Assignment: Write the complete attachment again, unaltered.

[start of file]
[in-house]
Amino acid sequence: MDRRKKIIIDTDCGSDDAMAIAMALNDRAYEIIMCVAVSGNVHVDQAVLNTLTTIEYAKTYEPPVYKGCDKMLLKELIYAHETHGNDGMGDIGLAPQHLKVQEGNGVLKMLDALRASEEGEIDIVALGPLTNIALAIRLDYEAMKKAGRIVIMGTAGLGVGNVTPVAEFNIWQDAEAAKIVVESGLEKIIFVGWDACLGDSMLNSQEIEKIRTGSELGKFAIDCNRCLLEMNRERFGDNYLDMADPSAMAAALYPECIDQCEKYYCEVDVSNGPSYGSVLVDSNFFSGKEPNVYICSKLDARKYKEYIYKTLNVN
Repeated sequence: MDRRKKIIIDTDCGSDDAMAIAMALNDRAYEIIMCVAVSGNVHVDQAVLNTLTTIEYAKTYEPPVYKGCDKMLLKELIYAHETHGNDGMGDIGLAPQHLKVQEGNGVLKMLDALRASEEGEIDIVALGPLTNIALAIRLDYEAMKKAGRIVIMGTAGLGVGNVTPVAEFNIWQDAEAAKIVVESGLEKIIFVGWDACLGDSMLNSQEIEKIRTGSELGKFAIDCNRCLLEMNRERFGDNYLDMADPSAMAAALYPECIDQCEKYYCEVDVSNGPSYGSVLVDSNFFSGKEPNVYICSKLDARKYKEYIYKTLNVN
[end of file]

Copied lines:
[in-house]
Amino acid sequence: MDRRKKIIIDTDCGSDDAMAIAMALNDRAYEIIMCVAVSGNVHVDQAVLNTLTTIEYAKTYEPPVYKGCDKMLLKELIYAHETHGNDGMGDIGLAPQHLKVQEGNGVLKMLDALRASEEGEIDIVALGPLTNIALAIRLDYEAMKKAGRIVIMGTAGLGVGNVTPVAEFNIWQDAEAAKIVVESGLEKIIFVGWDACLGDSMLNSQEIEKIRTGSELGKFAIDCNRCLLEMNRERFGDNYLDMADPSAMAAALYPECIDQCEKYYCEVDVSNGPSYGSVLVDSNFFSGKEPNVYICSKLDARKYKEYIYKTLNVN
Repeated sequence: MDRRKKIIIDTDCGSDDAMAIAMALNDRAYEIIMCVAVSGNVHVDQAVLNTLTTIEYAKTYEPPVYKGCDKMLLKELIYAHETHGNDGMGDIGLAPQHLKVQEGNGVLKMLDALRASEEGEIDIVALGPLTNIALAIRLDYEAMKKAGRIVIMGTAGLGVGNVTPVAEFNIWQDAEAAKIVVESGLEKIIFVGWDACLGDSMLNSQEIEKIRTGSELGKFAIDCNRCLLEMNRERFGDNYLDMADPSAMAAALYPECIDQCEKYYCEVDVSNGPSYGSVLVDSNFFSGKEPNVYICSKLDARKYKEYIYKTLNVN